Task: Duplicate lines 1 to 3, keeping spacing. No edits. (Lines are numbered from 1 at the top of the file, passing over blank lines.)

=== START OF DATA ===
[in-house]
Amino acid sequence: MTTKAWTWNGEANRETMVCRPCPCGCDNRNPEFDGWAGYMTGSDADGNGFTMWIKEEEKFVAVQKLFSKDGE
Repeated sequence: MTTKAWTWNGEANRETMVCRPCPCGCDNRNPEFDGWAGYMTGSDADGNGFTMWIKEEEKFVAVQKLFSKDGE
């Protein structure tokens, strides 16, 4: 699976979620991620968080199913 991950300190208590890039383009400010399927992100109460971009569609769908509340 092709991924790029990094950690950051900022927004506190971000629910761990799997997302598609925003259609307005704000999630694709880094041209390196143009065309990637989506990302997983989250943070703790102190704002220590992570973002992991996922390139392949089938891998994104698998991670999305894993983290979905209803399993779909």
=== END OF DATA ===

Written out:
[in-house]
Amino acid sequence: MTTKAWTWNGEANRETMVCRPCPCGCDNRNPEFDGWAGYMTGSDADGNGFTMWIKEEEKFVAVQKLFSKDGE
Repeated sequence: MTTKAWTWNGEANRETMVCRPCPCGCDNRNPEFDGWAGYMTGSDADGNGFTMWIKEEEKFVAVQKLFSKDGE